The early days of the summer, in which I trained [seemingly] endlessly for my then-new job, saw many purpled patches on my body. From my own carelessness, my spine found itself battered and colored; crying out each time I lazily dropped all of myself into the unpadded driver’s seat of our go-karts. Absentmindedly, the hue of my legs shifted in response to the sudden catching of doors and stopping of gates as I forgot – time and time again – to consider the effect that the frequent battering would have on my tired skin. Consider it strange, if you will, but my ribcage also discovered spots of new color; the result of friendly by-surprise pokes from overly-eager friends with a different – but appreciated – sense of humor than most.
Then I bruised.
But I don’t so much anymore.
Please forgive me this harsh transition, dear readers, if you can. It may seem unrelated at first, which is not surprising, I know, for this occasionally disjointed space, but it ties in – I promise.
You see, earlier this year I got dumped. It’s been implied, I think, in posts since then, but I don’t believe that I ever mentioned it directly despite the rush of emotions itching to find themselves out of my head.
The hurt that came first wasn’t something I wanted to share because I knew he’d see it. Those closest to me helped me discover that he didn’t deserve to… And also that it wasn’t something I’d really want to remember.
The anger that followed couldn’t be shared either, because it wasn’t right to do. The furious hatred was mine only; to be uttered only to those who were understanding and kind enough to help me through the mess. My closest friends and family – who I am so fortunate to have – did more for me than venting here ever could. Now I have no regrets.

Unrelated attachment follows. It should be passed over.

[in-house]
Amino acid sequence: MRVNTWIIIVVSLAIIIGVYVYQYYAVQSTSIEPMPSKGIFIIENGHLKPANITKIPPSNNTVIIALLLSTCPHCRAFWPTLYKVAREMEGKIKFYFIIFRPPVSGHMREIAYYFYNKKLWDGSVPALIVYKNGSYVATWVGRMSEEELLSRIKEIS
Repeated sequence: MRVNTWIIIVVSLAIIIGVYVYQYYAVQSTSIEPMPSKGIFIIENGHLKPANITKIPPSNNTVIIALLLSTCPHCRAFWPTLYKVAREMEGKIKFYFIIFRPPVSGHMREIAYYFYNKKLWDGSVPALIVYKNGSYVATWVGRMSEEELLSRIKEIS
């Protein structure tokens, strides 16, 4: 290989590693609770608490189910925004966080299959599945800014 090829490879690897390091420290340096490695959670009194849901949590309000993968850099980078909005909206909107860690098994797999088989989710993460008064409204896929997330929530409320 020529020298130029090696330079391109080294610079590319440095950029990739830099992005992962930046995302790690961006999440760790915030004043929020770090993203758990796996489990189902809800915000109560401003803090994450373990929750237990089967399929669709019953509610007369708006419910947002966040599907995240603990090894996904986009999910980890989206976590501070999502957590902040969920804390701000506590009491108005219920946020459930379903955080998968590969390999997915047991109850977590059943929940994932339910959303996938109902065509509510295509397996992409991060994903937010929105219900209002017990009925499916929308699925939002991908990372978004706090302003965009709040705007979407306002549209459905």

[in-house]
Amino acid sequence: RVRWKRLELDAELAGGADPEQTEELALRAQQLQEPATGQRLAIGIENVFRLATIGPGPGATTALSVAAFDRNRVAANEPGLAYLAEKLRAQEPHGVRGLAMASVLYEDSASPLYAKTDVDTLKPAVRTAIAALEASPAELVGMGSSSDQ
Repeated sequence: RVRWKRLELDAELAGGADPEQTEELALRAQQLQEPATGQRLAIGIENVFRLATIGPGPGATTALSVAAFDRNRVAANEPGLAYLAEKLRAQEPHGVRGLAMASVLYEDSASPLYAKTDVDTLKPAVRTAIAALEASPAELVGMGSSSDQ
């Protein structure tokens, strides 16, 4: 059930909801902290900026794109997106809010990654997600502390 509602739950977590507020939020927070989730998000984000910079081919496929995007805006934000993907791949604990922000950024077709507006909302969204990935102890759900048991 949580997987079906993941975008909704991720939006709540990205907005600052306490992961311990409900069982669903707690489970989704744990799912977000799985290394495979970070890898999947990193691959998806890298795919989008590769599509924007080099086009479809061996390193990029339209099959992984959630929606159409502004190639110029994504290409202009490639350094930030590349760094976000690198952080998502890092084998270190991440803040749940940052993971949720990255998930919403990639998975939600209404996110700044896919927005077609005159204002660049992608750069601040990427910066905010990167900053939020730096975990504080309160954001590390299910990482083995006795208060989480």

Out of respect – for you and him – I kept quiet. But now, months down the line, I’m finally writing this. Selfishly, I guess, for myself, but also for anyone else who might be going through something similar.
Although it felt, as first, like it would never be true, the hurt and the anger did leave me. I do remember the pain, but it lessened gradually over time as it was buried and overgrown with happier things. Deepened friendships and a heightened sense of appreciation for minutely happy things opened up like blossoms and flowers, granting me a new outlook on life.
It’s been gone for some time.
In the end, it was good to get dumped. I didn’t think it possible, but I’m happier now, without a doubt, than I was then. I was meek then; naïve and unknowing in the ways of relationships and afraid to speak up. I’d forgotten that I like to be alone. I’d forgotten to be myself. I’d forgotten to actually do things with my time and had an incredibly difficult time writing for both the blog and the simple joy because of it. I’ve dated since then and I’m happy to say I’m still single. I haven’t found exactly what I’m looking for and I can thank my last failed relationship to thank for teaching me that I have every right to search for what I really want.
That there’s no shame in being single.
That I like who I am, and I won’t change myself to suit some guy.
Until it ended, I did, truthfully, love that boy and love what we shared. But at the same time, I’m happy it’s a thing of the past because I am so unbelievably grateful for how much stronger the split made me. I am more confident now, and I believe in myself and my judgments.
I’m not saying that my next breakup will be easy or that anyone else’s will either. I’m not saying that it’s simple to get over someone and I’m not saying it should be.
It’s a process, a painful but blessed one, that takes a lot out of a person. But, like everything, there’s good in it.
You will be happy again. More so, even. And you’ll be stronger. And thicker-skinned.
And with that thicker skin, you’ll find that you won’t bruise so easily anymore.
The purple fades in the end, leaving nothing but memories.